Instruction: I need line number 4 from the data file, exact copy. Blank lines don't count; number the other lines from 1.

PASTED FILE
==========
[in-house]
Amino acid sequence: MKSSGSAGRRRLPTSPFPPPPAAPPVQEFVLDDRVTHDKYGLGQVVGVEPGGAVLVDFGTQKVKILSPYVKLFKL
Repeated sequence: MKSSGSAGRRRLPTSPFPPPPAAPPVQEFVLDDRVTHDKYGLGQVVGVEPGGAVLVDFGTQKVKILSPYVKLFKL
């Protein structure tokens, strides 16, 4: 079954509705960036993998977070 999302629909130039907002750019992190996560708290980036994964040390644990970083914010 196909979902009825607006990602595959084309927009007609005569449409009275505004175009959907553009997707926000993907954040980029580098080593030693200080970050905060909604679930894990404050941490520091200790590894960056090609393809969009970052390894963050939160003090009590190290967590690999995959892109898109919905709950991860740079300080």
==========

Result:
């Protein structure tokens, strides 16, 4: 079954509705960036993998977070 999302629909130039907002750019992190996560708290980036994964040390644990970083914010 196909979902009825607006990602595959084309927009007609005569449409009275505004175009959907553009997707926000993907954040980029580098080593030693200080970050905060909604679930894990404050941490520091200790590894960056090609393809969009970052390894963050939160003090009590190290967590690999995959892109898109919905709950991860740079300080």